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Sangley airport deal seen as favoring China

/ 05:38 AM January 30, 2020
Sangley Point International Airport

SANGLEY AIRPORT RUNWAY Construction is under way at the Sangley airport in Cavite City, 35 kilometers south of Manila. A plan to develop Sangley Point International Airport in the area is being questioned by people who have reviewed documents of the joint venture between a consortium and the Cavite provincial government. —RICHARD A. REYES

A plan to solve congestion at Manila’s international airport could soon transition from just a dream to reality with the $10-billion Sangley Point International Airport (SPIA) project that will rise near the entrance of Manila Bay, some 35 kilometers from the capital.

But indications that the project would be awarded to a consortium that includes state-run China Communications Construction Co. (CCCC) raise questions on the joint venture selection process that the provincial government of Cavite launched last October.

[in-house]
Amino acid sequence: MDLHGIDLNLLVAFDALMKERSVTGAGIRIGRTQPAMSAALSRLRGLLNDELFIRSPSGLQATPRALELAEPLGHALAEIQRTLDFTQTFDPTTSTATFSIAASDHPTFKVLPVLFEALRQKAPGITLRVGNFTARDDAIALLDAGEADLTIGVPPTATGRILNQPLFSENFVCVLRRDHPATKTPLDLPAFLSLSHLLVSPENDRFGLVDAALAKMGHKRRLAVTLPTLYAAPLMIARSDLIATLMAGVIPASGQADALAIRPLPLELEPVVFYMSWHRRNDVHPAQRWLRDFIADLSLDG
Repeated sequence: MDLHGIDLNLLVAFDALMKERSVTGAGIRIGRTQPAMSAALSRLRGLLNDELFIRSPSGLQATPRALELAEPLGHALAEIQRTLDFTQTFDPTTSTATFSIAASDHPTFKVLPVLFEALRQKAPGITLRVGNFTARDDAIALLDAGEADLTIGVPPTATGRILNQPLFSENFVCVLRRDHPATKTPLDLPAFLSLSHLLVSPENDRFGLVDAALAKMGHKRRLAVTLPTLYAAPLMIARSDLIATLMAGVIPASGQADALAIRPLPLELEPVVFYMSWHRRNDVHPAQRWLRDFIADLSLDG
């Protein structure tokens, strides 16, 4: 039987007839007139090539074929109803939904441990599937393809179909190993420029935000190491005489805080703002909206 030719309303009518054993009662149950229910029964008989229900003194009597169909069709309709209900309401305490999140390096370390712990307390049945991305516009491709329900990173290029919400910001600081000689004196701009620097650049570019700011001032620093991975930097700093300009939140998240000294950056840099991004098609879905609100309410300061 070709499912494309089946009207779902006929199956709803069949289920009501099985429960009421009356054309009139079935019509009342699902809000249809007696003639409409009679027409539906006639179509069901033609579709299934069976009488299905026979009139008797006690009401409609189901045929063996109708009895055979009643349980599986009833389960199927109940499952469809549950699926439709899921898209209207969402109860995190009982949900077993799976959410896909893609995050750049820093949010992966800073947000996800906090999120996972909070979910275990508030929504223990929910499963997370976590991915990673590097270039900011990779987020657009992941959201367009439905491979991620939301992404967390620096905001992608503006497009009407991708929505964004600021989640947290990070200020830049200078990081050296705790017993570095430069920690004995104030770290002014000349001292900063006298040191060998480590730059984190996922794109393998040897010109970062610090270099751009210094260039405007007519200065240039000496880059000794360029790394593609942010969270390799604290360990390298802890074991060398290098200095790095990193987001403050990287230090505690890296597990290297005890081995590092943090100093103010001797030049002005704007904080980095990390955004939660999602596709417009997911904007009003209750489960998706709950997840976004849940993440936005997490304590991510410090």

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People who reviewed the joint venture documents and feasibility study said these showed that a Chinese partner was favored from the beginning. The Inquirer has also seen copies of the documents.

Unrealistic deadline

The sources included groups that decided to back out due to what they described as the project’s subjective criteria and a rushed selection process.

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Instead of at least six months to a year, bidders were given just more than two months to prepare proposals before the deadline on Dec. 17, 2019. At the time, the Cavite government had wanted to hold a groundbreaking ceremony early this year.